Retail Industry 2021 Year in Review: Retail Giant Drops Arbitration Clause—Is This the Right Move for Your Agreement?
Friday, February 4, 2022


After facing more than 75,000 individual arbitration demands over the last two years, in 2021 Amazon removed the mandatory arbitration provision and class action waiver from its consumer online terms of service. What remains to be seen is whether Amazon’s move will trigger a larger movement by retail industry defendants to stem the tide of costly mass arbitration demands.

Corporate defendants have long relied upon arbitration clauses in consumer and employment agreements to keep disputes out of court and avoid class actions. Arbitration clauses are often paired with class or collective action waivers, which require plaintiffs to forgo class or collective actions and file individual demands. Arbitration often can be less expensive and more efficient than traditional litigation. Recently, however, plaintiffs’ attorneys have circumvented the intent behind arbitration clauses and class action waivers by amassing thousands of people to file individual arbitration demands simultaneously.

While a single arbitration may be less expensive than litigating a class action, the mandatory filing fees, case management fees and arbitrator compensation for a single arbitration can exceed several thousand dollars. Multiply that by 75,000 arbitration demands, and these fees easily expand into the hundreds of millions.

At least a dozen major mass arbitration cases have been initiated in the United States over the past two years. As just a few examples, TurboTax developer Intuit faced more than 40,000 arbitration demands last year, education technology company Chegg faced 15,107 demands, Uber faced more than 12,500 demands, Postmates faced 5,257 demands in one case and 200 in another and DoorDash faced 5,010 demands. Keller Lenkner, the plaintiffs’ firm behind the majority of these cases, reports that they have secured more than $375 million in related settlements.

Since the Supreme Court’s decision in AT&T Mobility LLC v. Concepcion, 563 U.S. 333 (2011), lower courts increasingly are willing to enforce arbitration clauses and grant motions to compel arbitration. Courts are also less than sympathetic to the plight of corporate defendants seeking to avoid arbitration and the mandatory arbitration fees. A federal court in California ordered DoorDash to “immediately commence” arbitration with each of the 5,010 petitioners, putting the company on the hook for nearly $12 million in arbitration fees. In a particularly scathing opinion, the judge wrote, “[n]o doubt, DoorDash never expected that so many would actually seek arbitration. Instead, in irony upon irony, DoorDash now wishes to resort to a class-wide lawsuit, the very device it denied to the workers, to avoid its duty to arbitrate. This hypocrisy will not be blessed, at least by this order.” Abernathy v. DoorDash, Inc., 438 F. Supp. 3d 1062, 1067–68 (N.D. Cal. 2020).

In 2019, Keller Lenkner served approximately 75,000 arbitration demands on Amazon, alleging that the company’s Alexa devices recorded customers without their consent. Some of these demands were resolved in Amazon’s favor, and others proceeded to arbitration. In July of 2021, Amazon announced the removal of the mandatory arbitration and class action waiver provisions from its consumer terms of service. Uber, Postmates (which was later acquired by Uber), DoorDash and Chegg also took responsive actions to mitigate the risks of mass arbitrations, although considerably less extreme than Amazon’s approach. Instead, these companies retained their mandatory arbitration and class action waivers, but modified their terms of use expressly to permit class settlements, established specific procedures for adjudicating mass arbitrations or made other changes to their obligations in the event of consumer disputes. In addition to the approaches adopted by the companies discussed above, there are several other potential strategies to avoid the draconian outcomes that have occurred during the last two years, including the following:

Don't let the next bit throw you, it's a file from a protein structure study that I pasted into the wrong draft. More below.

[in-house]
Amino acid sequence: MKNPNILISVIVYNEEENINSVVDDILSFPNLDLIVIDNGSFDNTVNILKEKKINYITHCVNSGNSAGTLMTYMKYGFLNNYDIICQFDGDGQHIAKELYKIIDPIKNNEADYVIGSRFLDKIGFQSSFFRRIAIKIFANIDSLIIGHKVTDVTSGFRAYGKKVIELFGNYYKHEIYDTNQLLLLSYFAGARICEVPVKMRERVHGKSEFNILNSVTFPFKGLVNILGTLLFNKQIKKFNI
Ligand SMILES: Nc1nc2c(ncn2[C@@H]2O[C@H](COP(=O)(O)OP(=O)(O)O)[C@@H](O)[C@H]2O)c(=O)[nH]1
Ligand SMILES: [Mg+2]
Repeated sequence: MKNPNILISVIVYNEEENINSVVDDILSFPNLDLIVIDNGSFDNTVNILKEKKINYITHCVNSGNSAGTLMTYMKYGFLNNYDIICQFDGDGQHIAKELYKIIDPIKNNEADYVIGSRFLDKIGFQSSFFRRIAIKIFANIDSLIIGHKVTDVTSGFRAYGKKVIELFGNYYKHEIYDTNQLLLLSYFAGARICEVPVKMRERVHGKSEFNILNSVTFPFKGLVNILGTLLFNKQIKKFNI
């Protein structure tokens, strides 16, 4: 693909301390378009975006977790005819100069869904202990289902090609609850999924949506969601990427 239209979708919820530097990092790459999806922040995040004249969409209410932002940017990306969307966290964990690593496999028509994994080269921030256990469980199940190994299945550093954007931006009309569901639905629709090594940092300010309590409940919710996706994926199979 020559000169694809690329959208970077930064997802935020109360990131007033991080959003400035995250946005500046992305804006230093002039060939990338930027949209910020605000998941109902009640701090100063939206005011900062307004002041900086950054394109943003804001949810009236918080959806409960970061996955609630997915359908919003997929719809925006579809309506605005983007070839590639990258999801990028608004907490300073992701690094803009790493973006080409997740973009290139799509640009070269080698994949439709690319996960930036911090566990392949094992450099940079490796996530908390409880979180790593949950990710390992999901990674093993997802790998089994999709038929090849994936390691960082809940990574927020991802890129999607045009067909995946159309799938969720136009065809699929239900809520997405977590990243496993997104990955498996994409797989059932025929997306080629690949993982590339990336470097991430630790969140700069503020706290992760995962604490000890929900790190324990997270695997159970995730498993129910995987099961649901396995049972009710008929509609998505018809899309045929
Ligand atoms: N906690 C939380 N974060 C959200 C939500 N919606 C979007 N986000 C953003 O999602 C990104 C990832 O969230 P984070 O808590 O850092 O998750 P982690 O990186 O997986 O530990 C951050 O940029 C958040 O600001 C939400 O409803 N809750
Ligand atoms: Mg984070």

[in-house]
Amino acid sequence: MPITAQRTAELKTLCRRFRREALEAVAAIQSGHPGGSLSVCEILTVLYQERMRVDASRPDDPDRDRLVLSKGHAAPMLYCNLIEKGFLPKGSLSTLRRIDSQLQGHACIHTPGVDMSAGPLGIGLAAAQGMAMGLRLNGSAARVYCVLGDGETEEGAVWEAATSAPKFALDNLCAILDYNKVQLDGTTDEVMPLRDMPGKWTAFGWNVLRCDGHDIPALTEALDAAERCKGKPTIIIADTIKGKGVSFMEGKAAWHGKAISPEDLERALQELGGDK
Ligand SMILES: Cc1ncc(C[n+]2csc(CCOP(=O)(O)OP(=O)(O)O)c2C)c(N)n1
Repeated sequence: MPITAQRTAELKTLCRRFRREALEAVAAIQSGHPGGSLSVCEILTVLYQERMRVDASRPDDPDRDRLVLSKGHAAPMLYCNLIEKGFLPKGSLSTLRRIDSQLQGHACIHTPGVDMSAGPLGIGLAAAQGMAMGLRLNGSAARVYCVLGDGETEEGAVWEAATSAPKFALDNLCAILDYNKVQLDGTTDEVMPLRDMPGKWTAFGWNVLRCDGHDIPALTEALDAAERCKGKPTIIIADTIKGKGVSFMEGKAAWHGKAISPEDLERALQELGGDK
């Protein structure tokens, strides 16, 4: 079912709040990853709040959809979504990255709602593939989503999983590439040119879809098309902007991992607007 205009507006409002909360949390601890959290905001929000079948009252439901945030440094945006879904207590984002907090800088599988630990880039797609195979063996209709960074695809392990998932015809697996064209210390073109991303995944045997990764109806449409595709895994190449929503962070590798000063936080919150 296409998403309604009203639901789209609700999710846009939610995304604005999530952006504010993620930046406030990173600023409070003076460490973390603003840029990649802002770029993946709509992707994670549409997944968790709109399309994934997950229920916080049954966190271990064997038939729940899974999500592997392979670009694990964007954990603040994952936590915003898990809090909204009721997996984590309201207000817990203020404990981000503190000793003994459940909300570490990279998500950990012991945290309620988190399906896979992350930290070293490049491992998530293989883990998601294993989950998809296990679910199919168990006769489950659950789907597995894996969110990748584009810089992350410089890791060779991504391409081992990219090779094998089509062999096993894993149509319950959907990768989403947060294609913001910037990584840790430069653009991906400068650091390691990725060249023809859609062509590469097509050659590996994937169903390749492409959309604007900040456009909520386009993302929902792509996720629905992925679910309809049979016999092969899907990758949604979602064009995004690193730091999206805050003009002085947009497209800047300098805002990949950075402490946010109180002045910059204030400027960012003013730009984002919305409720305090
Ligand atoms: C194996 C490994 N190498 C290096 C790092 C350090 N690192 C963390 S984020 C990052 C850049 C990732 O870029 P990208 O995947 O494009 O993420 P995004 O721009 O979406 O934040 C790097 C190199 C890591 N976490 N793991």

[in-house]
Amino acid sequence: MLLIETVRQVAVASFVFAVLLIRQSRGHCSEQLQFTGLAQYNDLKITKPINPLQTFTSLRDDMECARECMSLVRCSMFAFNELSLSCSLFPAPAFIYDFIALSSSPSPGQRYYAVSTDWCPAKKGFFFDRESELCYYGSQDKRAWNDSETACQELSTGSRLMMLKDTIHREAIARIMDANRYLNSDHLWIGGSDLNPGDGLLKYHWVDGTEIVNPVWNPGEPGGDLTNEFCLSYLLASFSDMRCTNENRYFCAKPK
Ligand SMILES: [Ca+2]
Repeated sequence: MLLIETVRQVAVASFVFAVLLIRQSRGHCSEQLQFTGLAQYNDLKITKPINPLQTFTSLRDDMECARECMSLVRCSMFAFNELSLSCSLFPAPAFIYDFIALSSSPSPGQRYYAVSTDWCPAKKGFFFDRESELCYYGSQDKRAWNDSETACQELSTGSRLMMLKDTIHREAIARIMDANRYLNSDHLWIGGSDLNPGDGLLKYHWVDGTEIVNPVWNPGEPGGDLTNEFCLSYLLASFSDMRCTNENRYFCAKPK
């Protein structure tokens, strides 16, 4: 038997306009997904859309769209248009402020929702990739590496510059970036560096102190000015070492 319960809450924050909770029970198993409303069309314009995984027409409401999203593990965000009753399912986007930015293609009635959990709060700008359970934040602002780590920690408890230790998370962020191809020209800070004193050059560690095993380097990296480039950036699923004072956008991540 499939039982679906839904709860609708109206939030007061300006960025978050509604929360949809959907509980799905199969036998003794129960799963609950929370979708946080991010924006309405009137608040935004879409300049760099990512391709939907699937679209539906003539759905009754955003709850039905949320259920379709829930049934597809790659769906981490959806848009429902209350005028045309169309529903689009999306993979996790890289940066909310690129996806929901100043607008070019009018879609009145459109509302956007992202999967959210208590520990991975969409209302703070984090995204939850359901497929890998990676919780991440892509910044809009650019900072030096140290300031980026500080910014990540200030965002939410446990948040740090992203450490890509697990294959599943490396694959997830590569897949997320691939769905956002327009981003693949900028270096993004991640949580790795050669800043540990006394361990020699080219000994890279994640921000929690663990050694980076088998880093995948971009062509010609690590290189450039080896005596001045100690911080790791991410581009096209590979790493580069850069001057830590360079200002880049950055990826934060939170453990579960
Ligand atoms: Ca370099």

1. Require informal dispute resolution prior to arbitration – Companies may choose to require mediation or another conciliation process prior to arbitration, which may lead to early settlement and avoid mandatory filing fees.

  2. Request individualized information in arbitration demands – Many mass arbitration demands merely duplicate the same information for thousands of demand letters, with little to no individualized information for each claimant. Companies may require claimants to provide more detailed information about their claims when filing an arbitration demand, deterring the “mail merge” approach of mass demands.

  3. Contractually prohibit mass arbitration – Agreements may be drafted to try to prohibit the simultaneous, coordinated filing of numerous, identical claims. Whether a court would ultimately enforce such a provision is less than certain. Any contractual language should be carefully drafted and approved by counsel.

  4. Withdraw offers to pay claimants’ filing fees – Many companies agree to pay the arbitration filing fees of consumers, employees or other claimants. Removing these provisions could greatly reduce the filing fees for which a company may be responsible.

  5. Purchase additional insurance – Retailers may purchase additional insurance policies or enhance their existing coverage to mitigate financial risk associated with unavoidable expenses associated with dispute resolution.

Each of the strategies discussed above comes with potential benefits and risks. Companies should work with experienced counsel to draft agreements that serve the company’s individual needs, guard against present risks and comply with the laws of the relevant jurisdiction(s).


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